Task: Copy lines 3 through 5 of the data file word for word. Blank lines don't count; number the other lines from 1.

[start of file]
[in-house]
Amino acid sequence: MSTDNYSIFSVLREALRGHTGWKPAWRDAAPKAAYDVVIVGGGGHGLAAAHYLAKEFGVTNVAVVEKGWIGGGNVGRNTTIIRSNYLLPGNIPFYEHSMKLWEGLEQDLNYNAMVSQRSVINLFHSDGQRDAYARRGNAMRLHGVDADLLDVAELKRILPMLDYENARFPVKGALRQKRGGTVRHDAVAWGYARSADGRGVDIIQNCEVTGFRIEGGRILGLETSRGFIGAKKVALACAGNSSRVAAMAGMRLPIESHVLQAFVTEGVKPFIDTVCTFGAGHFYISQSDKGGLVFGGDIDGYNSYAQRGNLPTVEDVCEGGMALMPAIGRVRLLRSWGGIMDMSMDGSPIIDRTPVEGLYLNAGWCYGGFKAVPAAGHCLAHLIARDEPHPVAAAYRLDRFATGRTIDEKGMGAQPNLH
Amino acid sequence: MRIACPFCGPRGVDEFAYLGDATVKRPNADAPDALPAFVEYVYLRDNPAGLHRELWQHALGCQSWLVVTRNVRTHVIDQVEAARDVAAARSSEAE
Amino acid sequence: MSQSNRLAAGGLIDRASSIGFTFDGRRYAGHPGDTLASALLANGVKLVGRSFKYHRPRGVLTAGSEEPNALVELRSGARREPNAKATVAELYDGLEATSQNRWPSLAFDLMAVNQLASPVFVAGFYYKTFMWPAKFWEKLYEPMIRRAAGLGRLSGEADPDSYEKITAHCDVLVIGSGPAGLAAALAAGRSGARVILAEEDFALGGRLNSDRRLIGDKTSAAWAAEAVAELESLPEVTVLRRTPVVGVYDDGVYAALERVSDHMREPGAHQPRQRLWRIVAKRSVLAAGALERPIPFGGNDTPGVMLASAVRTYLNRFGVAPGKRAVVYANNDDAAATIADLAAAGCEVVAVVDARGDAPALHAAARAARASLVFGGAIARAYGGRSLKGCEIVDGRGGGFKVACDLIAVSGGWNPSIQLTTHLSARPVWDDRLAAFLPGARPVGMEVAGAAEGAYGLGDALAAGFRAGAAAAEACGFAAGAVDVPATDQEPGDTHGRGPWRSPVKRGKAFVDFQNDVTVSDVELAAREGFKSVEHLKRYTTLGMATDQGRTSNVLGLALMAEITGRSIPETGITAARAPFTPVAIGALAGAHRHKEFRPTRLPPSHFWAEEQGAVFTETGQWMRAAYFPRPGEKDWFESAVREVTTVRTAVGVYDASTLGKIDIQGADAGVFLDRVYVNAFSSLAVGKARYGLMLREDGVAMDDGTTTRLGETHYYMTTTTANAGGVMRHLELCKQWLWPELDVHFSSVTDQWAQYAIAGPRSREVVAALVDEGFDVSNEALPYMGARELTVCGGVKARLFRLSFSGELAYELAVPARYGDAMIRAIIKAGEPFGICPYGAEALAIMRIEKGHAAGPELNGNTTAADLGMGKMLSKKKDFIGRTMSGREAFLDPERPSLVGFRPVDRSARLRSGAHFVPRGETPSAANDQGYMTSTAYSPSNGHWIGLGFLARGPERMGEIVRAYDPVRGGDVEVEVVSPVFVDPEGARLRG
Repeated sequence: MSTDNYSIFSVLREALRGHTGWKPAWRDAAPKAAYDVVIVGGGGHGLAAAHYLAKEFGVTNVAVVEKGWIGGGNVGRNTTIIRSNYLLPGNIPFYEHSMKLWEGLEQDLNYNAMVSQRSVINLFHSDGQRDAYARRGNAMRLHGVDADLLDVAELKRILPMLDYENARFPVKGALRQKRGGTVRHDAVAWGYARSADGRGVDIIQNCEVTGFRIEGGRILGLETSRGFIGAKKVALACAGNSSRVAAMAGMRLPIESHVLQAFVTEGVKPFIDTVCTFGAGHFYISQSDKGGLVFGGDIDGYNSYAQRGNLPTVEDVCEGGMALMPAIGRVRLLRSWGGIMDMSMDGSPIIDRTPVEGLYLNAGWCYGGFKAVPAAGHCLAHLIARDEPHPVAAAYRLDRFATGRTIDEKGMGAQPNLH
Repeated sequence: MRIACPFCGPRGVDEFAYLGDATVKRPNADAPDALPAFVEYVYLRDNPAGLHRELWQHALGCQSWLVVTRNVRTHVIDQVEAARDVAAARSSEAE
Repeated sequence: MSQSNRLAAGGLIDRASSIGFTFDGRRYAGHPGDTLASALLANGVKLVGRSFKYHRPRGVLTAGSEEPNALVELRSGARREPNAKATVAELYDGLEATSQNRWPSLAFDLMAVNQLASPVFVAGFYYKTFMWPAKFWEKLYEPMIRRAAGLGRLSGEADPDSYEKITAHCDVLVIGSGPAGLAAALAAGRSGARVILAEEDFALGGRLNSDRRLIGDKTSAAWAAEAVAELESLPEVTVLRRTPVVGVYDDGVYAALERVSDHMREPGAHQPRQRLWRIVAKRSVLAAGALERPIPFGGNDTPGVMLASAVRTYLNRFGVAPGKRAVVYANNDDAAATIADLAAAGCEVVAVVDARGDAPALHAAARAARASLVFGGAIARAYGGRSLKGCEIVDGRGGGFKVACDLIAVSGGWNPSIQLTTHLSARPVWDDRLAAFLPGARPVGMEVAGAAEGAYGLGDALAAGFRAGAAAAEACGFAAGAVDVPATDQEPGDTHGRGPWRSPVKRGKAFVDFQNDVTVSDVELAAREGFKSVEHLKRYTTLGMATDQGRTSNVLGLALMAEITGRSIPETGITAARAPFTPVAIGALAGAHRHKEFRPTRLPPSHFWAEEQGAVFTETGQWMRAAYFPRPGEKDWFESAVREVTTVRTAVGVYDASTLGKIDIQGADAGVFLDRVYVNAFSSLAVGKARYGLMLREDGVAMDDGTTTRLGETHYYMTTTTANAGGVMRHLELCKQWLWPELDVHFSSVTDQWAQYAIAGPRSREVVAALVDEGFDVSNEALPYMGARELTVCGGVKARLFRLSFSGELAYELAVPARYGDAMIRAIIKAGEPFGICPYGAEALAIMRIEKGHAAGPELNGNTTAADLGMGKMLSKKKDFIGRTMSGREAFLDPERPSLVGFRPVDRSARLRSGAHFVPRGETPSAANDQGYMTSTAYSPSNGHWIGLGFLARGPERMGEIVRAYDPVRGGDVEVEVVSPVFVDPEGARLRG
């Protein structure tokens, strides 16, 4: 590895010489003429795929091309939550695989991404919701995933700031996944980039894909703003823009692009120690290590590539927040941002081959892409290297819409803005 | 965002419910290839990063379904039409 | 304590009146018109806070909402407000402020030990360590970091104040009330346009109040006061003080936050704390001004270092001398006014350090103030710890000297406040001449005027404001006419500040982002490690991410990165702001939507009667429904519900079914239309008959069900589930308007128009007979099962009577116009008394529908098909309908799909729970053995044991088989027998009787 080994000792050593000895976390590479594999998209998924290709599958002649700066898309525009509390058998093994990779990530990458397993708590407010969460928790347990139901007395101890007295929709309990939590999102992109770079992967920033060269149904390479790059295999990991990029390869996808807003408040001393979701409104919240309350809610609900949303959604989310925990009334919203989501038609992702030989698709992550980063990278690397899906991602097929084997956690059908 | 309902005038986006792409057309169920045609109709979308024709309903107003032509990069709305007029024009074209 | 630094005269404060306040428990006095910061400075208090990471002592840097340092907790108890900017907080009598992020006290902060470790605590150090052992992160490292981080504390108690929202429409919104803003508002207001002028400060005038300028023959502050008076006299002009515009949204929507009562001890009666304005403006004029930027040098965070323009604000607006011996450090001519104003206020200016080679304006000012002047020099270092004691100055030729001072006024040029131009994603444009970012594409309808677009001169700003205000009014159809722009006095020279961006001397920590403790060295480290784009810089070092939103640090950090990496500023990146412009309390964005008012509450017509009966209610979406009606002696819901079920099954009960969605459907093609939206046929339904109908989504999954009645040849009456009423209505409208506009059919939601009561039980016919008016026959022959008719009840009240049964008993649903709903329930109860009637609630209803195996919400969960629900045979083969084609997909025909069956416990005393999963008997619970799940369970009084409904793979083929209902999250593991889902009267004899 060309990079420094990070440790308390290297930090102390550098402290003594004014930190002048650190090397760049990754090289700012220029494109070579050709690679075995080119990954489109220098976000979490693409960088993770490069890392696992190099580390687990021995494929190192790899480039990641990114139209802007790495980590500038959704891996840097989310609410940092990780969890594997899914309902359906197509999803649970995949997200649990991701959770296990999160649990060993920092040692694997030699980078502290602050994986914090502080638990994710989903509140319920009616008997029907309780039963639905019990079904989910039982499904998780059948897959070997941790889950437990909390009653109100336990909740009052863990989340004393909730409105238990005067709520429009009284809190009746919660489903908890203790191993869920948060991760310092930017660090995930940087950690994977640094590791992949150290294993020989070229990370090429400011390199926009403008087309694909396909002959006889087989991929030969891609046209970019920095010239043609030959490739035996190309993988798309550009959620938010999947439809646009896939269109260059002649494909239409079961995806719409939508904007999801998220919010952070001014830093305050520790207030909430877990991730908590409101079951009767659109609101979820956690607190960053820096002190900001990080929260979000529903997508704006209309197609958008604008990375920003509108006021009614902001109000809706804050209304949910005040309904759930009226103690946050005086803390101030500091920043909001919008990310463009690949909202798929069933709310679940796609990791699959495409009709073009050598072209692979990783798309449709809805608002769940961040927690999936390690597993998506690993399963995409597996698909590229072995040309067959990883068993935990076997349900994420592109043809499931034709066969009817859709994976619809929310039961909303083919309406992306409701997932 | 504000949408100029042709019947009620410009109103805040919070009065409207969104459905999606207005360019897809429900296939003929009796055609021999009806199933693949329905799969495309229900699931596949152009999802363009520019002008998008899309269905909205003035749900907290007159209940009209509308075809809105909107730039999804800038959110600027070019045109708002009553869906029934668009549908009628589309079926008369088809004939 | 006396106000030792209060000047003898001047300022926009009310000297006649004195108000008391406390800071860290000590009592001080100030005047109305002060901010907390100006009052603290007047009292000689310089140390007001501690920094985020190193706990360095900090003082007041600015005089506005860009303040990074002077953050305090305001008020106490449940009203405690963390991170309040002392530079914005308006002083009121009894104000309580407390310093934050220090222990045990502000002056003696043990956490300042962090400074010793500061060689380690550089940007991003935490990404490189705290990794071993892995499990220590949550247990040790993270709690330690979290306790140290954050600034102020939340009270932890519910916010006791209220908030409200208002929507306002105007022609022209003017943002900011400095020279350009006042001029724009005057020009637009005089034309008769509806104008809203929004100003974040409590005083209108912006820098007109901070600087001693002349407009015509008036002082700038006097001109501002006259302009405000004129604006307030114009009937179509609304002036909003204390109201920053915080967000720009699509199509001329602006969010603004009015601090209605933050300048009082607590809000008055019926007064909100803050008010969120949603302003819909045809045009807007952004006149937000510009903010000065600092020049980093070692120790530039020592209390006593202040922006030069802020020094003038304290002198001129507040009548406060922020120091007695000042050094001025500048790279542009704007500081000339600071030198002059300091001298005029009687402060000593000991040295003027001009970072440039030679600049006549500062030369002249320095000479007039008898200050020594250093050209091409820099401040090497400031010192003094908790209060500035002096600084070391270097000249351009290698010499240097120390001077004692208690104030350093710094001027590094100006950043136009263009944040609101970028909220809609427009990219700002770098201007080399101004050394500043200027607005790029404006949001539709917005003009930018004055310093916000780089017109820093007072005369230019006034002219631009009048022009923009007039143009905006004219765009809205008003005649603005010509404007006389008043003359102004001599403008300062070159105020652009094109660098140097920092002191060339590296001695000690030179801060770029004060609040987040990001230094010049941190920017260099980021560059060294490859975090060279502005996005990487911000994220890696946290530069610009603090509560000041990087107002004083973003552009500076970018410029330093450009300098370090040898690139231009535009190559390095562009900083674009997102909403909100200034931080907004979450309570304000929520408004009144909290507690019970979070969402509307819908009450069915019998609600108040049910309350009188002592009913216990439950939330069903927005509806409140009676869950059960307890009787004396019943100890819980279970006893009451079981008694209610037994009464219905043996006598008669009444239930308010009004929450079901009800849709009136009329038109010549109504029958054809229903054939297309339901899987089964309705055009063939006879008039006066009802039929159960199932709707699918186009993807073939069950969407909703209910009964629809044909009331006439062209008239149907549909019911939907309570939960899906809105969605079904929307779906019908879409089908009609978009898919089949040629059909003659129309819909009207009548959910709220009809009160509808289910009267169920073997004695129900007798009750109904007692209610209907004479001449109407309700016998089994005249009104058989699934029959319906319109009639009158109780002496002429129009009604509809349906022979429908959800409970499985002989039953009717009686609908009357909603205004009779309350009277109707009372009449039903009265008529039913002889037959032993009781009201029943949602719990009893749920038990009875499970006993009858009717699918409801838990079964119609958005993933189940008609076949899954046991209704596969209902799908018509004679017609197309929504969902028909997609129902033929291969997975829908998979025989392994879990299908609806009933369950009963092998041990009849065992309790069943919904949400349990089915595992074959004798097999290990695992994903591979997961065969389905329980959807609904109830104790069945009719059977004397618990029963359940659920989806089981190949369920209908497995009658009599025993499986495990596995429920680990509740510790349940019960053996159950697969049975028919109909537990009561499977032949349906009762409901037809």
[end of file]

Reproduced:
Amino acid sequence: MRIACPFCGPRGVDEFAYLGDATVKRPNADAPDALPAFVEYVYLRDNPAGLHRELWQHALGCQSWLVVTRNVRTHVIDQVEAARDVAAARSSEAE
Amino acid sequence: MSQSNRLAAGGLIDRASSIGFTFDGRRYAGHPGDTLASALLANGVKLVGRSFKYHRPRGVLTAGSEEPNALVELRSGARREPNAKATVAELYDGLEATSQNRWPSLAFDLMAVNQLASPVFVAGFYYKTFMWPAKFWEKLYEPMIRRAAGLGRLSGEADPDSYEKITAHCDVLVIGSGPAGLAAALAAGRSGARVILAEEDFALGGRLNSDRRLIGDKTSAAWAAEAVAELESLPEVTVLRRTPVVGVYDDGVYAALERVSDHMREPGAHQPRQRLWRIVAKRSVLAAGALERPIPFGGNDTPGVMLASAVRTYLNRFGVAPGKRAVVYANNDDAAATIADLAAAGCEVVAVVDARGDAPALHAAARAARASLVFGGAIARAYGGRSLKGCEIVDGRGGGFKVACDLIAVSGGWNPSIQLTTHLSARPVWDDRLAAFLPGARPVGMEVAGAAEGAYGLGDALAAGFRAGAAAAEACGFAAGAVDVPATDQEPGDTHGRGPWRSPVKRGKAFVDFQNDVTVSDVELAAREGFKSVEHLKRYTTLGMATDQGRTSNVLGLALMAEITGRSIPETGITAARAPFTPVAIGALAGAHRHKEFRPTRLPPSHFWAEEQGAVFTETGQWMRAAYFPRPGEKDWFESAVREVTTVRTAVGVYDASTLGKIDIQGADAGVFLDRVYVNAFSSLAVGKARYGLMLREDGVAMDDGTTTRLGETHYYMTTTTANAGGVMRHLELCKQWLWPELDVHFSSVTDQWAQYAIAGPRSREVVAALVDEGFDVSNEALPYMGARELTVCGGVKARLFRLSFSGELAYELAVPARYGDAMIRAIIKAGEPFGICPYGAEALAIMRIEKGHAAGPELNGNTTAADLGMGKMLSKKKDFIGRTMSGREAFLDPERPSLVGFRPVDRSARLRSGAHFVPRGETPSAANDQGYMTSTAYSPSNGHWIGLGFLARGPERMGEIVRAYDPVRGGDVEVEVVSPVFVDPEGARLRG
Repeated sequence: MSTDNYSIFSVLREALRGHTGWKPAWRDAAPKAAYDVVIVGGGGHGLAAAHYLAKEFGVTNVAVVEKGWIGGGNVGRNTTIIRSNYLLPGNIPFYEHSMKLWEGLEQDLNYNAMVSQRSVINLFHSDGQRDAYARRGNAMRLHGVDADLLDVAELKRILPMLDYENARFPVKGALRQKRGGTVRHDAVAWGYARSADGRGVDIIQNCEVTGFRIEGGRILGLETSRGFIGAKKVALACAGNSSRVAAMAGMRLPIESHVLQAFVTEGVKPFIDTVCTFGAGHFYISQSDKGGLVFGGDIDGYNSYAQRGNLPTVEDVCEGGMALMPAIGRVRLLRSWGGIMDMSMDGSPIIDRTPVEGLYLNAGWCYGGFKAVPAAGHCLAHLIARDEPHPVAAAYRLDRFATGRTIDEKGMGAQPNLH